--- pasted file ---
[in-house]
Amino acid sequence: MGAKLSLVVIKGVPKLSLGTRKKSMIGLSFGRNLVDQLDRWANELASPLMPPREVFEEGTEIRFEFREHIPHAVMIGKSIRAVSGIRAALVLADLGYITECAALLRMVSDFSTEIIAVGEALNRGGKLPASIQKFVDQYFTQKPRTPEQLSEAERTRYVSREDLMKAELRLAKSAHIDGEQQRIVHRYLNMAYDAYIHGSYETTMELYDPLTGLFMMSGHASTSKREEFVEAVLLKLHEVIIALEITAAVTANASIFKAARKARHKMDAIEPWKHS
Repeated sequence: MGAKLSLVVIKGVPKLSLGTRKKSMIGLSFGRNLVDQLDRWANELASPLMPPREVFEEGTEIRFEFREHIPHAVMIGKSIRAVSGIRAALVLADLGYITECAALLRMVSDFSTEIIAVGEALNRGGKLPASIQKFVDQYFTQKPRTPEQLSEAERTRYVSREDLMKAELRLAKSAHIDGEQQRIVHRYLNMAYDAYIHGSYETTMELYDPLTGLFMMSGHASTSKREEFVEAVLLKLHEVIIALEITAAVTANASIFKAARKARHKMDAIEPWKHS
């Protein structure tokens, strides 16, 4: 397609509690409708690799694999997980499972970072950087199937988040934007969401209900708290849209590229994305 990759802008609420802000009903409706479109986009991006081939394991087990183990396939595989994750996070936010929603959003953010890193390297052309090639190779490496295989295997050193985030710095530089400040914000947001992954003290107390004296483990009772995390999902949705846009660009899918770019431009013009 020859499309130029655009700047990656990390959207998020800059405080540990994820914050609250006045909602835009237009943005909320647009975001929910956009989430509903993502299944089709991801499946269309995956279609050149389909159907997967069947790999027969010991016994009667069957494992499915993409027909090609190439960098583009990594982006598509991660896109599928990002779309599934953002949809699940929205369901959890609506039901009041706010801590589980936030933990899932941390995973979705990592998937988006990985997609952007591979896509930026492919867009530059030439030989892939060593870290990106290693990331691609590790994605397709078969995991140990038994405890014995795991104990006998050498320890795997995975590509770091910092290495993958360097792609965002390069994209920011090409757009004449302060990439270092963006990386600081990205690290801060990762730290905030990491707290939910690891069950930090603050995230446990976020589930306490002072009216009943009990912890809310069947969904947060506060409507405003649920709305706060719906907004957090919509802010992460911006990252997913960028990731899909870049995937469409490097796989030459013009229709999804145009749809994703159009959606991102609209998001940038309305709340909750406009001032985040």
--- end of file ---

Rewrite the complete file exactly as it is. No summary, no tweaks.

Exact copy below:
[in-house]
Amino acid sequence: MGAKLSLVVIKGVPKLSLGTRKKSMIGLSFGRNLVDQLDRWANELASPLMPPREVFEEGTEIRFEFREHIPHAVMIGKSIRAVSGIRAALVLADLGYITECAALLRMVSDFSTEIIAVGEALNRGGKLPASIQKFVDQYFTQKPRTPEQLSEAERTRYVSREDLMKAELRLAKSAHIDGEQQRIVHRYLNMAYDAYIHGSYETTMELYDPLTGLFMMSGHASTSKREEFVEAVLLKLHEVIIALEITAAVTANASIFKAARKARHKMDAIEPWKHS
Repeated sequence: MGAKLSLVVIKGVPKLSLGTRKKSMIGLSFGRNLVDQLDRWANELASPLMPPREVFEEGTEIRFEFREHIPHAVMIGKSIRAVSGIRAALVLADLGYITECAALLRMVSDFSTEIIAVGEALNRGGKLPASIQKFVDQYFTQKPRTPEQLSEAERTRYVSREDLMKAELRLAKSAHIDGEQQRIVHRYLNMAYDAYIHGSYETTMELYDPLTGLFMMSGHASTSKREEFVEAVLLKLHEVIIALEITAAVTANASIFKAARKARHKMDAIEPWKHS
């Protein structure tokens, strides 16, 4: 397609509690409708690799694999997980499972970072950087199937988040934007969401209900708290849209590229994305 990759802008609420802000009903409706479109986009991006081939394991087990183990396939595989994750996070936010929603959003953010890193390297052309090639190779490496295989295997050193985030710095530089400040914000947001992954003290107390004296483990009772995390999902949705846009660009899918770019431009013009 020859499309130029655009700047990656990390959207998020800059405080540990994820914050609250006045909602835009237009943005909320647009975001929910956009989430509903993502299944089709991801499946269309995956279609050149389909159907997967069947790999027969010991016994009667069957494992499915993409027909090609190439960098583009990594982006598509991660896109599928990002779309599934953002949809699940929205369901959890609506039901009041706010801590589980936030933990899932941390995973979705990592998937988006990985997609952007591979896509930026492919867009530059030439030989892939060593870290990106290693990331691609590790994605397709078969995991140990038994405890014995795991104990006998050498320890795997995975590509770091910092290495993958360097792609965002390069994209920011090409757009004449302060990439270092963006990386600081990205690290801060990762730290905030990491707290939910690891069950930090603050995230446990976020589930306490002072009216009943009990912890809310069947969904947060506060409507405003649920709305706060719906907004957090919509802010992460911006990252997913960028990731899909870049995937469409490097796989030459013009229709999804145009749809994703159009959606991102609209998001940038309305709340909750406009001032985040």